Resolution Affirming Collaborative Stewardship of Maunakea Considered by Board of Regents

The University of Hawaiʻi Board of Regents is considering a resolution at the August 24 meeting that affirms UH‘s commitment to the collaborative stewardship of Maunakea’s cultural, natural, educational and scientific resources. The proposed resolution also directs the university to move forward to build a global model of harmonious and inspirational stewardship that integrates traditional indigenous knowledge and modern science.

The proposed resolution commits the university to work with the state, County of Hawaiʻi, Native Hawaiian organizations and the community to achieve this aim, and also directs the university to increase the engagement of Native Hawaiian students, Hawaiʻi Island residents, and residents of the State of Hawaiʻi in the areas of astronomy, celestial navigation and exploration through an active educational and outreach program that highlights indigenous knowledge as well as enhanced student access to and utilization of Maunakea-based astronomical resources.

The resolution will also affirm the university’s commitment to return approximately 10,000 acres of land not utilized for astronomy to the jurisdiction of the state and the pursuit of a new lease or land tenure to secure the continued viability of astronomy in Hawaiʻi.

Resolution Affirming Commitment to the Collaborative Stewardship of Maunakea’s Cultural, Natural, Educational and Scientific Resources

WHEREAS, the Board of Regents believes that Maunakea can and should be a global model that provides inspiration, harmony and peaceful co-existence among culture, education, the environment and scientific discovery; and

WHEREAS, the Board of Regents for the University of Hawaiʻi embraced the university’s commitment to its responsibilities to Maunakea beginning with the adoption of the Maunakea Science Reserve Master Plan in 2000, the Maunakea Comprehensive Master Plan, Cultural Resources Management and Natural Resources Management Plans in 2009, and the Public Access and Decommissioning Plans in 2010; and

WHEREAS, the board and the university administration also aspire for the university to become a model indigenous-serving university and have committed to principles of sustainability across its mission; and

WHEREAS, the board now hereby affirms the commitment of the university to fulfill its obligations under the plans that have been approved, as well as its broader commitment to the community at large; and

WHEREAS, the board wishes to additionally acknowledge the dedicated work and commitment of the Office of Maunakea Management, the Maunakea Management Board, and the Native Hawaiian Kahu Kū Mauna Council, on behalf of the University of Hawaiʻi and the Board of Regents; and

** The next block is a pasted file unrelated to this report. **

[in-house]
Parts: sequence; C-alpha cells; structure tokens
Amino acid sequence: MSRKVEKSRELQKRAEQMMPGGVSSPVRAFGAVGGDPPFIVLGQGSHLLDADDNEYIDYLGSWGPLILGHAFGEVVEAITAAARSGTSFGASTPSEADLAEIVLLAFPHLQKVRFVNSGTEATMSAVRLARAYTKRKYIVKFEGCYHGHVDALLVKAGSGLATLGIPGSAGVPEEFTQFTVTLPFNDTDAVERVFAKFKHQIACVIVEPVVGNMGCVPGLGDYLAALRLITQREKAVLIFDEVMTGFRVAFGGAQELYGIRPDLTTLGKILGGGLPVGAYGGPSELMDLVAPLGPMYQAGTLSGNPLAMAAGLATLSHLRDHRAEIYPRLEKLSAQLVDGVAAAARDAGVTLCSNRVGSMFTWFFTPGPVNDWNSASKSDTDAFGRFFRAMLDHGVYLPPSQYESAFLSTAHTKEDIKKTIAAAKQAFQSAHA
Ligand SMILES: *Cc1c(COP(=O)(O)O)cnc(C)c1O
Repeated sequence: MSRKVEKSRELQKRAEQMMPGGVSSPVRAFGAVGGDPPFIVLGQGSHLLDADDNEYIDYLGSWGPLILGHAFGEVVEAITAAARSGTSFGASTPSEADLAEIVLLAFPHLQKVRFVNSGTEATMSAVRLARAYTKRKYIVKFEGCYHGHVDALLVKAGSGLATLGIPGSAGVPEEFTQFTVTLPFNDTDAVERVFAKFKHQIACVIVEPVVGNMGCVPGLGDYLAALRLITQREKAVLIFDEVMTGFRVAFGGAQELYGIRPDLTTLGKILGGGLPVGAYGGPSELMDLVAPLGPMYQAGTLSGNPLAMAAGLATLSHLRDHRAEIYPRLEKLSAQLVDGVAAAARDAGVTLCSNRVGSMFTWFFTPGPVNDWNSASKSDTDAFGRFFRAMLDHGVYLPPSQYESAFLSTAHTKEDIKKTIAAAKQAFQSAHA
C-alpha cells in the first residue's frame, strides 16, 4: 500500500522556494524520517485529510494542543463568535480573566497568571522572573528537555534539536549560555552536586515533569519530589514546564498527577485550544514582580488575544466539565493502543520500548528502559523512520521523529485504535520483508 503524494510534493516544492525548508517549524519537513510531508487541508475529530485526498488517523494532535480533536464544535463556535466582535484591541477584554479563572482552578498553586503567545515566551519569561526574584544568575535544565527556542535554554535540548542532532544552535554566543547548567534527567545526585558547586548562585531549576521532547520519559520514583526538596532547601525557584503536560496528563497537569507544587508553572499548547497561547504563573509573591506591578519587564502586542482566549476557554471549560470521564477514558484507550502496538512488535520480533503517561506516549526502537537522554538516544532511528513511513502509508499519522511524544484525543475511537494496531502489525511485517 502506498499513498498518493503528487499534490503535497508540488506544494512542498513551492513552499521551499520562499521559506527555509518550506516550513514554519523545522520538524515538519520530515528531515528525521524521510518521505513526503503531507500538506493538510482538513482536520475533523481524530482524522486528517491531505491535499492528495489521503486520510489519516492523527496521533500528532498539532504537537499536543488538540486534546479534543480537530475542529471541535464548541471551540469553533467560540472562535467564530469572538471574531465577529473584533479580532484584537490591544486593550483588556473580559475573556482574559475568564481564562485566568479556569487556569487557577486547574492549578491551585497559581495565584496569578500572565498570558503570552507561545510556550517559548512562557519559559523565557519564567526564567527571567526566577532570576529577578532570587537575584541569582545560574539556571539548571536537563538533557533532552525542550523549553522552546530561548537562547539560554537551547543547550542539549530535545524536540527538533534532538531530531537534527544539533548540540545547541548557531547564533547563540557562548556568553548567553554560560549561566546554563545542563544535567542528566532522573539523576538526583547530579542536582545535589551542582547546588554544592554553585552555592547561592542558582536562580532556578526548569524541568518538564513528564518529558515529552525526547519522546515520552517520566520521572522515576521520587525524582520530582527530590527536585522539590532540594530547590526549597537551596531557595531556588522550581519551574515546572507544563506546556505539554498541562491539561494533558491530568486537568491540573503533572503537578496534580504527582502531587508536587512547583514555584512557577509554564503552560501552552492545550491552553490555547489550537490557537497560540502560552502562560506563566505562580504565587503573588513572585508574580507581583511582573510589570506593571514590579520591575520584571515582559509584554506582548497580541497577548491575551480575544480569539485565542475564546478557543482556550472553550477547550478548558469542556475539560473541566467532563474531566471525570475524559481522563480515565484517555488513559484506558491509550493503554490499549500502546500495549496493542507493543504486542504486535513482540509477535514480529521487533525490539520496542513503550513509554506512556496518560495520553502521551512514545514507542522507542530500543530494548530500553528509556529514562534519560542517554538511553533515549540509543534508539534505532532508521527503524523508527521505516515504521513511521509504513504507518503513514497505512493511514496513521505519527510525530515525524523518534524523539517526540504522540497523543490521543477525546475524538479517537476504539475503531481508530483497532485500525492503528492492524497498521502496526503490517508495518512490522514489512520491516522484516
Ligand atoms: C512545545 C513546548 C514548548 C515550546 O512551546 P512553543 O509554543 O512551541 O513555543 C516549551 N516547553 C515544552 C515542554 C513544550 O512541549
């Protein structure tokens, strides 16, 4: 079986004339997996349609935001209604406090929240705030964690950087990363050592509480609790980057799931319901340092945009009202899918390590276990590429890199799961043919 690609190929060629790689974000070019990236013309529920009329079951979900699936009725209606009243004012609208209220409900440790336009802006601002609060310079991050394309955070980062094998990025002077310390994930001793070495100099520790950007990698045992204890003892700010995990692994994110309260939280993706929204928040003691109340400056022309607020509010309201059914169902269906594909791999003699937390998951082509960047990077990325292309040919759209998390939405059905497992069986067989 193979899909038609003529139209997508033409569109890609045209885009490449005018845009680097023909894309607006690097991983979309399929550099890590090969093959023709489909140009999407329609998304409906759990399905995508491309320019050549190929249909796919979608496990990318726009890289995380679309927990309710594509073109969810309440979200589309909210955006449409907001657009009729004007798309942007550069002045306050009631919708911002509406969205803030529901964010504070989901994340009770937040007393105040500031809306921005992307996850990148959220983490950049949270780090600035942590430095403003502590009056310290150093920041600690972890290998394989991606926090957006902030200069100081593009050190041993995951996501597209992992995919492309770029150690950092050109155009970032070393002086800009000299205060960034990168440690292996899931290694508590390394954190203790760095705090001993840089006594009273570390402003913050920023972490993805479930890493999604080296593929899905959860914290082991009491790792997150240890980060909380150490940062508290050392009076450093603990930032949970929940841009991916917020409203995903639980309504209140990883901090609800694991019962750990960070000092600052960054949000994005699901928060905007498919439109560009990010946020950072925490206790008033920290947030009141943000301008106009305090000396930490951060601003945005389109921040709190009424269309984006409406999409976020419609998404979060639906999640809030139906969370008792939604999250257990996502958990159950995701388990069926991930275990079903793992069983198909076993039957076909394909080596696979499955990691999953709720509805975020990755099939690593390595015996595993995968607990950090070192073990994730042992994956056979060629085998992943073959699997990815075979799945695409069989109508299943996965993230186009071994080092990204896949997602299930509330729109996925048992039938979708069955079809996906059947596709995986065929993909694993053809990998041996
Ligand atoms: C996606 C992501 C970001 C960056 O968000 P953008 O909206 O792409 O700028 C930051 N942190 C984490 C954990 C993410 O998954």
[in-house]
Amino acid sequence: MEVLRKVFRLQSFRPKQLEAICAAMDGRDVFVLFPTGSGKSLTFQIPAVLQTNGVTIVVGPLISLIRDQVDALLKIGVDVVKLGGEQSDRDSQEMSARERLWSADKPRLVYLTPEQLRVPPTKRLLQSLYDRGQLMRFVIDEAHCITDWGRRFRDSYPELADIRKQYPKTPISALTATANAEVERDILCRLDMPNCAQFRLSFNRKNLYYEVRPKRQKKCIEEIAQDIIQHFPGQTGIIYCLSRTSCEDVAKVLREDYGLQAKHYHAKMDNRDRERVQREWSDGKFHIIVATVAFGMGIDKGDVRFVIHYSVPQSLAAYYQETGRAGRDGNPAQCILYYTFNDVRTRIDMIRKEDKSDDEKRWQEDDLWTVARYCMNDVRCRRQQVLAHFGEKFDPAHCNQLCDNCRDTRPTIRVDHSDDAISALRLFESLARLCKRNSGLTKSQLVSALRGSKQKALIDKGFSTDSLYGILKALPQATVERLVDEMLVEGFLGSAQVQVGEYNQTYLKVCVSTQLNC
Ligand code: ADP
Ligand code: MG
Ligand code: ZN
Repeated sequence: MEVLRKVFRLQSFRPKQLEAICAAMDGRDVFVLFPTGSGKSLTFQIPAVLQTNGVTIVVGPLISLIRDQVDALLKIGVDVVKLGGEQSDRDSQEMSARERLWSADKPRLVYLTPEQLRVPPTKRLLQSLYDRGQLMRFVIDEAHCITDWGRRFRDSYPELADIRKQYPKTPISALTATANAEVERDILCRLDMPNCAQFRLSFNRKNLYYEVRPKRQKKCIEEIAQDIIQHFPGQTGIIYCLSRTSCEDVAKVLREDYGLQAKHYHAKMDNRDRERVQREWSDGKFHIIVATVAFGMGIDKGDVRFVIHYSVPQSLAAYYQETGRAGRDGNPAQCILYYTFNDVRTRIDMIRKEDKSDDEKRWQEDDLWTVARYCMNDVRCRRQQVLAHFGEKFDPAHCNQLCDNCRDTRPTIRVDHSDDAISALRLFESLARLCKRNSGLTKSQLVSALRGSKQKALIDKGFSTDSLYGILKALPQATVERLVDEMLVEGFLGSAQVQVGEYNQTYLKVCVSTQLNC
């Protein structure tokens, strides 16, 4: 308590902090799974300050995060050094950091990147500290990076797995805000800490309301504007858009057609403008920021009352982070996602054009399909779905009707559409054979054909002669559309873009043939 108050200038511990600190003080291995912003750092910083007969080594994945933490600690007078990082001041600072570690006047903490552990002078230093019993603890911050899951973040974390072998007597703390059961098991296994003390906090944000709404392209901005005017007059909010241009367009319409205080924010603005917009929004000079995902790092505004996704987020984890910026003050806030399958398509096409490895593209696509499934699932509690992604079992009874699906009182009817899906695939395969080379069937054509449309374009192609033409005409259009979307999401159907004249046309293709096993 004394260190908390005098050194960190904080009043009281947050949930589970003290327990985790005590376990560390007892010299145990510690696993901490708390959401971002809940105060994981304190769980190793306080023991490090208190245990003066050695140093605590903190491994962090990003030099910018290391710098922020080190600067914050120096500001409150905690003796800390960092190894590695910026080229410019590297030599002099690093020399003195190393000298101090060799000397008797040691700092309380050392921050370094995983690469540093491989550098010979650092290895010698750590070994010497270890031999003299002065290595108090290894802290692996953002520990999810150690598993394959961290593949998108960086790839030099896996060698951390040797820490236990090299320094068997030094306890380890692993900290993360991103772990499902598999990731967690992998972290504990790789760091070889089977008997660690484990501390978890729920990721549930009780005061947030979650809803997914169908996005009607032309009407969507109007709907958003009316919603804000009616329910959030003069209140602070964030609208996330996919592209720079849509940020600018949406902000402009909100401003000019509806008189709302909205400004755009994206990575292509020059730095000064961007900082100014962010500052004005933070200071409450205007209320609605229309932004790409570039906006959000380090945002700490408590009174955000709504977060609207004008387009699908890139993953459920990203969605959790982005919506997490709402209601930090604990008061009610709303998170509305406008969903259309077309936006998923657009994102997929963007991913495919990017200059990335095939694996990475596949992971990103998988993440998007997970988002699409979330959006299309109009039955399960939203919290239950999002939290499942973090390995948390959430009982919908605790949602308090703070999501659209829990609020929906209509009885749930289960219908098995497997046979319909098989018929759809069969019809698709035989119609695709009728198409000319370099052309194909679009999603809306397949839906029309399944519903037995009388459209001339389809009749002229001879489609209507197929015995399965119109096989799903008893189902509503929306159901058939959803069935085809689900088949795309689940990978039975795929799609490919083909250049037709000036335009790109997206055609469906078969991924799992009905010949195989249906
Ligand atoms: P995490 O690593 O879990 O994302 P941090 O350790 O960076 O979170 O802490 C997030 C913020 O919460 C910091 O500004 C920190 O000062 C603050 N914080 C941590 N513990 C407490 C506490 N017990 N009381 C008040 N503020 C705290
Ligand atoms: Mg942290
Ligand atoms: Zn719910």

WHEREAS, subsequent to the adoption of the various plans, and with the understanding that collaborative stewardship will continue to be prioritized on all Maunakea lands, the university has now agreed to return approximately 10,000 acres of land on Maunakea that it currently leases that is not used for astronomy, to the State of Hawaiʻi; and

NOW, THEREFORE, BE IT RESOLVED that the university take the steps that are necessary to expedite the return of the 10,000 acres to the State of Hawaiʻi in a timely manner and pursue a new lease or land tenure for the reduced acreage that will support the continued viability of astronomical research and education in the State; and

BE IT FURTHER RESOLVED that the university work with the State, County of Hawaiʻi, Native Hawaiian organizations, and the broader community to evolve collaborative and coherent management and stewardship plans that are consistent with the Comprehensive Management Plan, and that are supported by appropriate administrative rules; and

BE IT FURTHER RESOLVED that the university make it a priority, including through additional financial support, to meaningfully increase the engagement of Native Hawaiian students, Hawaiʻi Island residents, and residents of the State of Hawaiʻi in the areas of astronomy, celestial navigation and exploration; and that such initiatives include an active educational and outreach program that highlights indigenous knowledge as well as enhanced student access to and utilization of Maunakea-based astronomical resources in the field; and

The Board of Regents, through this Resolution, hereby affirms its commitment to the collaborative stewardship of Maunakea’s cultural, natural, educational and scientific resources, and directs the university to move forward to collaboratively build a global model of harmonious and inspirational stewardship that is befitting of Maunakea.